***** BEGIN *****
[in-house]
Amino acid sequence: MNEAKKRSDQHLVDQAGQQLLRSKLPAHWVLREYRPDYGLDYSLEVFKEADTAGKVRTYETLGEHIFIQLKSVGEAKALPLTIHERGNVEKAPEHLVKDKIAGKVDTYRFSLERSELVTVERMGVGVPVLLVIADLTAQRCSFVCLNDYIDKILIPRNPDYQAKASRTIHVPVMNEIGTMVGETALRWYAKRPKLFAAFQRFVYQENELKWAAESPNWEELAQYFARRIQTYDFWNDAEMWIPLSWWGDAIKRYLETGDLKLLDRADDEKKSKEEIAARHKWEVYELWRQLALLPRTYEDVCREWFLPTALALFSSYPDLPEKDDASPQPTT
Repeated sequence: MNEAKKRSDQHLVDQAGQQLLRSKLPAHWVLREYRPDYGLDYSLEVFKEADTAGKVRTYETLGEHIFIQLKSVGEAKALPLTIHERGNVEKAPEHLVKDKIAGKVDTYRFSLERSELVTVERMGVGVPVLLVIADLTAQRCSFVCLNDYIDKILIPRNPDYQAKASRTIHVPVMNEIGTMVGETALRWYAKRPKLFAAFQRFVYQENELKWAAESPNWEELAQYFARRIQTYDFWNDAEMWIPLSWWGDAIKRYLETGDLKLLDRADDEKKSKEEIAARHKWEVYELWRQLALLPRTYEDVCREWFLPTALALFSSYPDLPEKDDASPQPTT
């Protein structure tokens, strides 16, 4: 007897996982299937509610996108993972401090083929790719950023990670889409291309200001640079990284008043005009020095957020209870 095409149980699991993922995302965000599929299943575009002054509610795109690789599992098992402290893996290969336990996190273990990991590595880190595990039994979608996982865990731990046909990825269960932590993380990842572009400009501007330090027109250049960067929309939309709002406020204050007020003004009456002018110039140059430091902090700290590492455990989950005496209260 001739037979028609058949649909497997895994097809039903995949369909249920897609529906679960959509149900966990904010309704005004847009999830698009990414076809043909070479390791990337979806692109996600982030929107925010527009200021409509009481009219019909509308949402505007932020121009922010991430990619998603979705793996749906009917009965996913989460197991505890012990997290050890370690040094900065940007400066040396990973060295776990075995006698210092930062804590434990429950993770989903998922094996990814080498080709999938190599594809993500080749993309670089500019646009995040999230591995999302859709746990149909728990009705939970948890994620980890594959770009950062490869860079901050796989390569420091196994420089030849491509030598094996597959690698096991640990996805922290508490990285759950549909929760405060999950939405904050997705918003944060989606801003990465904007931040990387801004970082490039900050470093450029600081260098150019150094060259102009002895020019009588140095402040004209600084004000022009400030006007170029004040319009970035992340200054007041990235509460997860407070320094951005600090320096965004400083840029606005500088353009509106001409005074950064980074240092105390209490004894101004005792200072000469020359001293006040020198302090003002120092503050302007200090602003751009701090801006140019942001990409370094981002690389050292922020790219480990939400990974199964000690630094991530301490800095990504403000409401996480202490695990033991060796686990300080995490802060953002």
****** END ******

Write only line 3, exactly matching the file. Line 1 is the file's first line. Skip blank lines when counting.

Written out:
Repeated sequence: MNEAKKRSDQHLVDQAGQQLLRSKLPAHWVLREYRPDYGLDYSLEVFKEADTAGKVRTYETLGEHIFIQLKSVGEAKALPLTIHERGNVEKAPEHLVKDKIAGKVDTYRFSLERSELVTVERMGVGVPVLLVIADLTAQRCSFVCLNDYIDKILIPRNPDYQAKASRTIHVPVMNEIGTMVGETALRWYAKRPKLFAAFQRFVYQENELKWAAESPNWEELAQYFARRIQTYDFWNDAEMWIPLSWWGDAIKRYLETGDLKLLDRADDEKKSKEEIAARHKWEVYELWRQLALLPRTYEDVCREWFLPTALALFSSYPDLPEKDDASPQPTT